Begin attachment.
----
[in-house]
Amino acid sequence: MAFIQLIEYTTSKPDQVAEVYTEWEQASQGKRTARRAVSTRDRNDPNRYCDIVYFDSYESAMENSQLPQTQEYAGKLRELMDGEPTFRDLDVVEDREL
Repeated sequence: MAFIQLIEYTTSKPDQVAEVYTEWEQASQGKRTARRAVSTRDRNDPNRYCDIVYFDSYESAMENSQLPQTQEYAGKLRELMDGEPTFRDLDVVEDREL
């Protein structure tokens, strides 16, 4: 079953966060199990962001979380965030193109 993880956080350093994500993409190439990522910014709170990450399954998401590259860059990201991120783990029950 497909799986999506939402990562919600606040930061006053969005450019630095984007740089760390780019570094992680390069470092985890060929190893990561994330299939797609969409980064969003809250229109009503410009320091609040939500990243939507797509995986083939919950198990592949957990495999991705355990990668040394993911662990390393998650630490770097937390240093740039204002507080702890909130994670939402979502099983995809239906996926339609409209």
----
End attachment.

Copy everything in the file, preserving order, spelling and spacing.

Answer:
[in-house]
Amino acid sequence: MAFIQLIEYTTSKPDQVAEVYTEWEQASQGKRTARRAVSTRDRNDPNRYCDIVYFDSYESAMENSQLPQTQEYAGKLRELMDGEPTFRDLDVVEDREL
Repeated sequence: MAFIQLIEYTTSKPDQVAEVYTEWEQASQGKRTARRAVSTRDRNDPNRYCDIVYFDSYESAMENSQLPQTQEYAGKLRELMDGEPTFRDLDVVEDREL
């Protein structure tokens, strides 16, 4: 079953966060199990962001979380965030193109 993880956080350093994500993409190439990522910014709170990450399954998401590259860059990201991120783990029950 497909799986999506939402990562919600606040930061006053969005450019630095984007740089760390780019570094992680390069470092985890060929190893990561994330299939797609969409980064969003809250229109009503410009320091609040939500990243939507797509995986083939919950198990592949957990495999991705355990990668040394993911662990390393998650630490770097937390240093740039204002507080702890909130994670939402979502099983995809239906996926339609409209």